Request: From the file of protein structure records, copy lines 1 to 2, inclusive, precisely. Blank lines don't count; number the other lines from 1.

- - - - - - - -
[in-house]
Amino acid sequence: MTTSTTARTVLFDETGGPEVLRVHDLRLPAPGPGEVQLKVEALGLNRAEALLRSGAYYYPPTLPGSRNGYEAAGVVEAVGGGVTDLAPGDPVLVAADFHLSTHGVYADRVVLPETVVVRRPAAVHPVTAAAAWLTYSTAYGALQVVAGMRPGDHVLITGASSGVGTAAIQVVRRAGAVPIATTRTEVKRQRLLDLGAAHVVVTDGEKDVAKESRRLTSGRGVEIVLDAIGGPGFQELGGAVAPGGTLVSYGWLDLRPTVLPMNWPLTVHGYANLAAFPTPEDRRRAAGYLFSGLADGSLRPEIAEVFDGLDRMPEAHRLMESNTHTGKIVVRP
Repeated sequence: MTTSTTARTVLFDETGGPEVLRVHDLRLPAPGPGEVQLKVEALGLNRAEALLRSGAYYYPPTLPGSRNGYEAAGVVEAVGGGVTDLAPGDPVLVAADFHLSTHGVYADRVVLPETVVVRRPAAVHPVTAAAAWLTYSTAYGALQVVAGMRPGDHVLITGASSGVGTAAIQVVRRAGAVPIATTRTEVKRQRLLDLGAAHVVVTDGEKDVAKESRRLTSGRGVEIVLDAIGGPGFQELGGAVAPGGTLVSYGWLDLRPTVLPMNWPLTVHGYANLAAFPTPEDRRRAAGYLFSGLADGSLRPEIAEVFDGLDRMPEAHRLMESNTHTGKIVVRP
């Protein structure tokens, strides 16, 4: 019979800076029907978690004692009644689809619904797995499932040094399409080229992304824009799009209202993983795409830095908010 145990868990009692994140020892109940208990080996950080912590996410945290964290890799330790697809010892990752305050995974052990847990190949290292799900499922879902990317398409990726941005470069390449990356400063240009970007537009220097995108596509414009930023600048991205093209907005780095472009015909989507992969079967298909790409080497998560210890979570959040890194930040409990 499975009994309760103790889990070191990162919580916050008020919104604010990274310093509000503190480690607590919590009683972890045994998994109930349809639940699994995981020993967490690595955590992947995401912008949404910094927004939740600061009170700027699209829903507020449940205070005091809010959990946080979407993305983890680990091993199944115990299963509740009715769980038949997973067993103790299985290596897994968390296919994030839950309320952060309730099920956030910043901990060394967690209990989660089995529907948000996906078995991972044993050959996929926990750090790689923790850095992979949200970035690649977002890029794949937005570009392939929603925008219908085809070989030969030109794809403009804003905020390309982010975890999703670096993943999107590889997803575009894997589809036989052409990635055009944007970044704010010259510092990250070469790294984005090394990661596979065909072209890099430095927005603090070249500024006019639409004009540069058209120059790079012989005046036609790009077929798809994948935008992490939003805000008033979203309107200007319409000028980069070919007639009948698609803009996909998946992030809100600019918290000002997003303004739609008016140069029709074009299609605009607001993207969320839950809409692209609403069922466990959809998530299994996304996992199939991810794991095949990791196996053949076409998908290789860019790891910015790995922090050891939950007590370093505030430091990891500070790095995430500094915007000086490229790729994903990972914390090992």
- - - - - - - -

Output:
[in-house]
Amino acid sequence: MTTSTTARTVLFDETGGPEVLRVHDLRLPAPGPGEVQLKVEALGLNRAEALLRSGAYYYPPTLPGSRNGYEAAGVVEAVGGGVTDLAPGDPVLVAADFHLSTHGVYADRVVLPETVVVRRPAAVHPVTAAAAWLTYSTAYGALQVVAGMRPGDHVLITGASSGVGTAAIQVVRRAGAVPIATTRTEVKRQRLLDLGAAHVVVTDGEKDVAKESRRLTSGRGVEIVLDAIGGPGFQELGGAVAPGGTLVSYGWLDLRPTVLPMNWPLTVHGYANLAAFPTPEDRRRAAGYLFSGLADGSLRPEIAEVFDGLDRMPEAHRLMESNTHTGKIVVRP